This year Its Spooky to be Hungry, a grassroots, all-volunteer, neighborhood-based food drive, will take place Saturday, Oct. 27, with nearly 80 neighborhoods in Columbia County, Richmond County and North Augusta participating.
We have grown and expanded tremendously from our beginnings seven years ago in only three neighborhoods in Columbia County. Last year, through just one morning of neighborhood-based food collection, more than 600 volunteers worked together to collect an amazing total of more than 25,000 pounds of food and more than $13,000. This total allowed Golden Harvest Food Bank to provide more than 120,000 meals to the needy.
Although the central core of Spooky volunteers represents a religiously and politically diverse group, we have been united in our beliefs in and hopes for the betterment of our community and, in at least a small way, the betterment of our world. Experiencing Spookys growth and broadening community support has been a source of steady encouragement. My personal beliefs have been reinforced by the kindness and altruism demonstrated by the Spooky volunteers and the overwhelming generosity of our many donor households.
I can be described as a self-trained optimist, the epitome of a community Pollyanna, trying hard to find the opportunity to make lemonade out of the lemons that life and circumstances can deal us. All that came crashing down around me Sept. 11.
Like so many of us, I felt shaken to the core by the terror attacks. As a native New Yorker, both my childhood home and my adult world-view were attacked. How could I emotionally incorporate my personal beliefs with the realities of terrorism? In the face of such incomprehensible atrocity, could I hang on to my ideals and my commitment to Its Spooky to be Hungry, such a small effort to make a difference?
President Bush and others advised us to continue in our daily lives. Despite my shock and fears, going on with a daily routine was not all that difficult. What was sorely challenging was trying to sort through a less-visible internal devastation. Working to regain my emotional bearings, I realized by allowing my heart to be compromised by terrorism, I was surrendering the things I value most to those I respect least.
I concluded that more than ever, I must hang on to my heartfelt ideals. The tragedy and horror of Sept. 11 has underscored my commitment to working toward my ideals, and has reinforced my commitment to Its Spooky to be Hungry, one small grass-roots effort to cultivate that which is good and positive in our hearts and lives.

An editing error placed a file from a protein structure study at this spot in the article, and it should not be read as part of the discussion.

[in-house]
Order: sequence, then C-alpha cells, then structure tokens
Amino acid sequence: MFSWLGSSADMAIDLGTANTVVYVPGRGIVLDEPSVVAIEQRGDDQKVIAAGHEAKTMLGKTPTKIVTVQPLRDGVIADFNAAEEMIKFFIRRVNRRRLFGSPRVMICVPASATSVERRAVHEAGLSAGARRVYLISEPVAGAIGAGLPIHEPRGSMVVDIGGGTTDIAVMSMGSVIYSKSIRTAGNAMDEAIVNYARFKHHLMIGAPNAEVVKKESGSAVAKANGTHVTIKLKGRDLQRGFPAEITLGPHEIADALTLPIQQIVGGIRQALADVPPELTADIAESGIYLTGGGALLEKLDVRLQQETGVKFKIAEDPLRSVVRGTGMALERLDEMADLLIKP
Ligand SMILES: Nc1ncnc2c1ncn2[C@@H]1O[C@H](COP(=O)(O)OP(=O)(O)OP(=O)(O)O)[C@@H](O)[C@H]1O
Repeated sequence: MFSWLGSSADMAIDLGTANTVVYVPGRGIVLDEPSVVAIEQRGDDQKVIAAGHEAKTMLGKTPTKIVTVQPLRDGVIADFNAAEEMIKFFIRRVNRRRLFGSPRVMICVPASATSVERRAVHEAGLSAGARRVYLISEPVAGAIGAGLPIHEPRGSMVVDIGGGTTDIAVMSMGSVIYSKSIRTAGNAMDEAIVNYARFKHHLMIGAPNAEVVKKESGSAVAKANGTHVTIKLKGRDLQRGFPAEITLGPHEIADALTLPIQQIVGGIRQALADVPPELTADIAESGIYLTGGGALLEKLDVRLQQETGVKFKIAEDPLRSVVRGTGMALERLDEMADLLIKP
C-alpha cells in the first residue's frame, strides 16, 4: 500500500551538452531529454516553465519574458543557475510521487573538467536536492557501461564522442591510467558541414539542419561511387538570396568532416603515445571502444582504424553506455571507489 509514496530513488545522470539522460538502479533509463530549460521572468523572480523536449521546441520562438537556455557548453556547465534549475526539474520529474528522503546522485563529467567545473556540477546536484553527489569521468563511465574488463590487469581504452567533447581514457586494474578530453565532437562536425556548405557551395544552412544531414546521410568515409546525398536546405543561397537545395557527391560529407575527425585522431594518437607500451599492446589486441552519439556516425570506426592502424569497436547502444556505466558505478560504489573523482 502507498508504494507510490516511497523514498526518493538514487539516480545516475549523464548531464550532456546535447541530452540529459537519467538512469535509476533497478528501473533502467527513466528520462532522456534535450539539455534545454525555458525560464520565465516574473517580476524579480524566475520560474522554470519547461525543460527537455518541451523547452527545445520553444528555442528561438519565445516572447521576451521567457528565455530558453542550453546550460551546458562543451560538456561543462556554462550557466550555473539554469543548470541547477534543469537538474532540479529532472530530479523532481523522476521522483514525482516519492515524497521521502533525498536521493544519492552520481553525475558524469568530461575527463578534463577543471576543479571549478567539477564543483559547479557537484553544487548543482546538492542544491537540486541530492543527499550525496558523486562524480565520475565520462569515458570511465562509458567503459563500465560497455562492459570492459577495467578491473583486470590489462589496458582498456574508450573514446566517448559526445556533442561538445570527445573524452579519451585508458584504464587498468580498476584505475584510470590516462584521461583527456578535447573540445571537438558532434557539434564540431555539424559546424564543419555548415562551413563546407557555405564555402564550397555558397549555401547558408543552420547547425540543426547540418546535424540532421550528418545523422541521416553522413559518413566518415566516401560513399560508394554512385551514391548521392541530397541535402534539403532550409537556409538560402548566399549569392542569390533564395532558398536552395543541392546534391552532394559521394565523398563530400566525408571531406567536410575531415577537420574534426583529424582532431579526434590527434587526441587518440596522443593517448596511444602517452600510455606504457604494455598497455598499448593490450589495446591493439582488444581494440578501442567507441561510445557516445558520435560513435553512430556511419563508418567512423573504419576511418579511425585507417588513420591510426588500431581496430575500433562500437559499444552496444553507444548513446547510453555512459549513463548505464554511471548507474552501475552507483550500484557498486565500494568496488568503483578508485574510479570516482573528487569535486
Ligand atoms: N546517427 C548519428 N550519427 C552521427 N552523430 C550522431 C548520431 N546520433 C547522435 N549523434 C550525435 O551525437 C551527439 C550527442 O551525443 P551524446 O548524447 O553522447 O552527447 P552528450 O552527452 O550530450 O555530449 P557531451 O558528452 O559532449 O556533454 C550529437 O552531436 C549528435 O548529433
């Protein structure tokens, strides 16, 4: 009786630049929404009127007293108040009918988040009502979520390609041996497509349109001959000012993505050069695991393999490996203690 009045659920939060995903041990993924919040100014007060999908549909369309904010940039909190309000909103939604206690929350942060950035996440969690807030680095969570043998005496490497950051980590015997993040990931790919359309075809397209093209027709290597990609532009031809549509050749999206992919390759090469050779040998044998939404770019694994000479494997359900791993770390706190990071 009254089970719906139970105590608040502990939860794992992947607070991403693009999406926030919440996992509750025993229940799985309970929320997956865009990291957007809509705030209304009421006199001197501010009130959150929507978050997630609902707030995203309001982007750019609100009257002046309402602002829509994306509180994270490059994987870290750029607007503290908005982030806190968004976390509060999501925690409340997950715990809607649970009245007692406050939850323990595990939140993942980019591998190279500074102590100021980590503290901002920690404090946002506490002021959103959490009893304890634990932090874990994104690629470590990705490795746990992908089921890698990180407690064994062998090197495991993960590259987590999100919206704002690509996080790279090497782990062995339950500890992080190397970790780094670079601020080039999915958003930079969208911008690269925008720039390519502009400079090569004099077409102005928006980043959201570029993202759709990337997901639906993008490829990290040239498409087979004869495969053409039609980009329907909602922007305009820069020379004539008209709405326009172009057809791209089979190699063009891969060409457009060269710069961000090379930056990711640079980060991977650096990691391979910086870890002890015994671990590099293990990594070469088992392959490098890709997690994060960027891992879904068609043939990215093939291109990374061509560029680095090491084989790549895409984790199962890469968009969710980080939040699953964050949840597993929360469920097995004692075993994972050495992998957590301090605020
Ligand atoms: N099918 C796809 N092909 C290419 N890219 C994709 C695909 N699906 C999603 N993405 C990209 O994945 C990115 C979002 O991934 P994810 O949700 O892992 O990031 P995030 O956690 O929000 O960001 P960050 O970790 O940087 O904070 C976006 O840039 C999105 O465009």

When Spooky volunteers collect food in their own neighborhoods, they share the joy of working together for the common good. They make positive connections with their neighbors. These are powerful messages of hope, community and goodwill.
After Spooky volunteers have finished collecting food in their neighborhoods, it is brought to Golden Harvest. And for those of us who gather there a few days later at our Celebration Weigh-In, we see a literal mountain of food that together we have collected. When I look at our results, I experience an often-elusive truth: Although I alone am not destined to change the world, in community with others, I can make an impact.
The volunteers of Its Spooky to be Hungry welcome you to become more invol-ved with us, through your neighborhoods, through work and through community groups. If your neighborhood is one of the many participating, please give generously. If your neighborhood is not yet included, call us to find out how you can join in next year. There is room for all of us, together, to make a difference.
For more information on how to become involved in Its Spooky to be Hungry, please call 863-5863.
(Evelyn Browne, an Evans resident, is chair of Its Spooky to Be Hungry.)
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